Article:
An Alabama court this month rejected a factoring company’s attempt to obtain judicial approval of a transfer of structured settlement payment rights – in a deal that would have traded more than $800,000 in settlement payments for an immediate payment of $4,000 – and awarded attorneys’ fees to the insurers that pointed out to the court how the factoring company failed to comply with applicable law.
In CBC Settlement Funding, LLC v. Scott, Case No. CV-2017-092576.00, 2018 Ala. Cir. LEXIS 1, 2018 WL 1449178 (Ala. Cir. Ct. Mar. 12, 2018), Mobile County, Alabama, Circuit Court Judge Sarah Hicks Stewart denied the request from CBC Settlement Funding, LLC, to approve a proposed transfer from a payee to CBC.
Judicial approval is required for the transaction to become effective, as per the terms of the Alabama Structured Settlement Protection Act (SSPA).
Judge Stewart found that the transfer was not in the payee’s best interest, noting that “[u]nder the terms of the transfer, the Payee would receive only $4,000.00 in exchange for payments with a face value of $843,799.92 and a disclosed discounted present value of $342,874.60, resulting in an unfair disclosed effective interest rate of 15.34%.”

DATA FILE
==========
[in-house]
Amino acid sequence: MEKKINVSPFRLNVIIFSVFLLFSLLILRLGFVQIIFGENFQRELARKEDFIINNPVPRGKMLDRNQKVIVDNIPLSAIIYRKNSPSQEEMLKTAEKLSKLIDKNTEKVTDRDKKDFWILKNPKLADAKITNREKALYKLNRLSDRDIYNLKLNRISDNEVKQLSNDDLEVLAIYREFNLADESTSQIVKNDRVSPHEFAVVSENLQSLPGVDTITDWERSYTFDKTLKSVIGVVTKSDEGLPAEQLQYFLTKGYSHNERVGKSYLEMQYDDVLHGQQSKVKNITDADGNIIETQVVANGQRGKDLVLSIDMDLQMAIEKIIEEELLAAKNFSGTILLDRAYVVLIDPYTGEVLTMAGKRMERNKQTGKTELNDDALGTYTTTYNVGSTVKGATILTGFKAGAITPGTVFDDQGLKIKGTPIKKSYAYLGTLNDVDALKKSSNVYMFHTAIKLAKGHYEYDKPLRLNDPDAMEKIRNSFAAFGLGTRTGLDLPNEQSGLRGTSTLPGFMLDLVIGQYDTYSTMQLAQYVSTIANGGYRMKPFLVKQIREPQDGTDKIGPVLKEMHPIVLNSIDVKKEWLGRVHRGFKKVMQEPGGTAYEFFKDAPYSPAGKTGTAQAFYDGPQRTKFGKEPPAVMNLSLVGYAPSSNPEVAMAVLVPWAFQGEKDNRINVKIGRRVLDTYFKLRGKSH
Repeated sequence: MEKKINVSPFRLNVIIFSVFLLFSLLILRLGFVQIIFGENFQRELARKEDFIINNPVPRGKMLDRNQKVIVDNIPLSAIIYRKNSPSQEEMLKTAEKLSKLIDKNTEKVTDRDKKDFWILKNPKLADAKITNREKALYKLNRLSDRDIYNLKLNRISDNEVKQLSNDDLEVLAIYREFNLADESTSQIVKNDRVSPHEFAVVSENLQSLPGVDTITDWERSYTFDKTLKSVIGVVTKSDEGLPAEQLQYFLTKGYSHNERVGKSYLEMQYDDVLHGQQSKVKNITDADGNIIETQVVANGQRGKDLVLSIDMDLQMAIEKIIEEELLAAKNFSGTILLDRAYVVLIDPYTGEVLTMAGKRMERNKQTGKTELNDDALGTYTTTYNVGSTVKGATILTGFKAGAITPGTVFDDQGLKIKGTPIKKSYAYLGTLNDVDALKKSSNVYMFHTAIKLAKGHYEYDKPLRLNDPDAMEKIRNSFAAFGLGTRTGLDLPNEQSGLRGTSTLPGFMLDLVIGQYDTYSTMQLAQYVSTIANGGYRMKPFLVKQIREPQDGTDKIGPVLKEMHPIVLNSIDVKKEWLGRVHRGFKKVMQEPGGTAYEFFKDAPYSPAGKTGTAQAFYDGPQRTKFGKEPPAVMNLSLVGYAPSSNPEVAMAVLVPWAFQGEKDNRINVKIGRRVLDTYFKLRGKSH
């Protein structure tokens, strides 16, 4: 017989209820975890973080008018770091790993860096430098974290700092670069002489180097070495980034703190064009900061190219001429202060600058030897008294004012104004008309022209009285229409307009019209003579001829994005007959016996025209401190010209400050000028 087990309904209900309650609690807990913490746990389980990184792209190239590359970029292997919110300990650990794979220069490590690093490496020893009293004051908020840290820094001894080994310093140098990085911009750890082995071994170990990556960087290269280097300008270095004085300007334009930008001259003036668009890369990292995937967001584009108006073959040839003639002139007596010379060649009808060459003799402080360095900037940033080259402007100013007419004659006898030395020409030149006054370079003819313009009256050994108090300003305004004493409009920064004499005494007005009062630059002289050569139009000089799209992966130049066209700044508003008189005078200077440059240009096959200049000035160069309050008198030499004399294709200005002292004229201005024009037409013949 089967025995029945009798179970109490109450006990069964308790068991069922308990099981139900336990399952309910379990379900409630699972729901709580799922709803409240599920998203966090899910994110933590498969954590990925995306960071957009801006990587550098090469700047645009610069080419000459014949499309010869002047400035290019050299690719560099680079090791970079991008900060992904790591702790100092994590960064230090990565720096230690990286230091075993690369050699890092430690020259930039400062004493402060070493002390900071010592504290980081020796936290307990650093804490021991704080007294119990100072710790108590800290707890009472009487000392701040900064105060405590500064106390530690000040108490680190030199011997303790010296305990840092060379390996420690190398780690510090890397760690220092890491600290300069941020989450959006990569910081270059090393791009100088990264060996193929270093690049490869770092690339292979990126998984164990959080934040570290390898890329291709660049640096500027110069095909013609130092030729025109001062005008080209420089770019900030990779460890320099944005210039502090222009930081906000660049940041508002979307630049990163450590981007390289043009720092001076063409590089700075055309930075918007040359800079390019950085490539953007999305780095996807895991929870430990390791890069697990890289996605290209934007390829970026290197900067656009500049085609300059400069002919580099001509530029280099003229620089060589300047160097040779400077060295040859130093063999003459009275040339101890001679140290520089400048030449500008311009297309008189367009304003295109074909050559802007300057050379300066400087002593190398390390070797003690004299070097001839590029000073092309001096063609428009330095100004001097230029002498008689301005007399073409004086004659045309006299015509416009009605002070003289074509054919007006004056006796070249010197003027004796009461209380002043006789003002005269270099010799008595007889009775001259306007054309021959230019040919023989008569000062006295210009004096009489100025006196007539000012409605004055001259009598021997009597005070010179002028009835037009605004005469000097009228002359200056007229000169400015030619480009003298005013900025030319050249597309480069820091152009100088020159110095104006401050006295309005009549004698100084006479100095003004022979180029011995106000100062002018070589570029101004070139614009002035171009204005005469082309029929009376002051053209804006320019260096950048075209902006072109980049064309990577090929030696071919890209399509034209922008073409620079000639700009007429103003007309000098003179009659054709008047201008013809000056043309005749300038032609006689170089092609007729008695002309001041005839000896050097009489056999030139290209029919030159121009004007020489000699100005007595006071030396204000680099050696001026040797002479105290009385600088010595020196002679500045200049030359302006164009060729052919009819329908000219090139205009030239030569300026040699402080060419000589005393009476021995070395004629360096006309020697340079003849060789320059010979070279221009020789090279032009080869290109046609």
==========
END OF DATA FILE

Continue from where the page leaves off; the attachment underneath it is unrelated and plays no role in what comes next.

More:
The transfer, Judge Stewart also concluded, would contravene the order that approved the structured settlement and governs the structured settlement payment rights.
In addition, Judge Stewart determined that CBC failed to comply with the Alabama SSPA in other ways, such as that the statutorily-required dependents list provided by CBC was incomplete or inaccurate, and that the terms of the proposed transfer agreement purported to bind the payee prior to the hearing “notwithstanding that provisions of the Alabama SSPA establish that a payee has a non-waivable right to oppose a transfer unless and until a court approves a transfer”.
In awarding attorneys’ fees and costs, Judge Stewart said that the insurers that objected to the proposed transfer “incurred attorneys’ fees and costs . . . in connection with reviewing and responding to the Petition, and informing the Court that the Proposed Transfer did not comply with the Alabama SSPA in the aforementioned, and other, ways.” The Alabama SSPA, she said, “provides that a transferee ‘shall be liable to the structured settlement obligor and the annuity issuer . . . [f]or any . . . liabilities or costs, including reasonable costs and attorneys’ fees, . . . arising as a consequence of the transferee’s failure to comply with’ the Alabama SSPA, Ala. Code (1975) § 6-11-54(a)(2).” Based on that provision, she concluded, the insurers are “by right under the Alabama SSPA entitled to . . . attorneys’ fees and costs . . . .”
The ruling in the Scott case means that, for the second time in less than a month, judicial opinions have held that insurers are entitled to attorneys’ fees in a state SSPA proceedings – a trend described in a Secondary Market Blog Post from earlier this month, Michigan Courts Join Those From Other States In Awarding Attorneys’ Fees Based On Failure Of Factoring Company To Comply With Structured Settlement Protection Act (available here). In fact, with the Scott opinion, there are now opinions awarding or affirming awards of such fees under the SSPAs of Alabama, Michigan, New Mexico, New York, Texas, and Washington.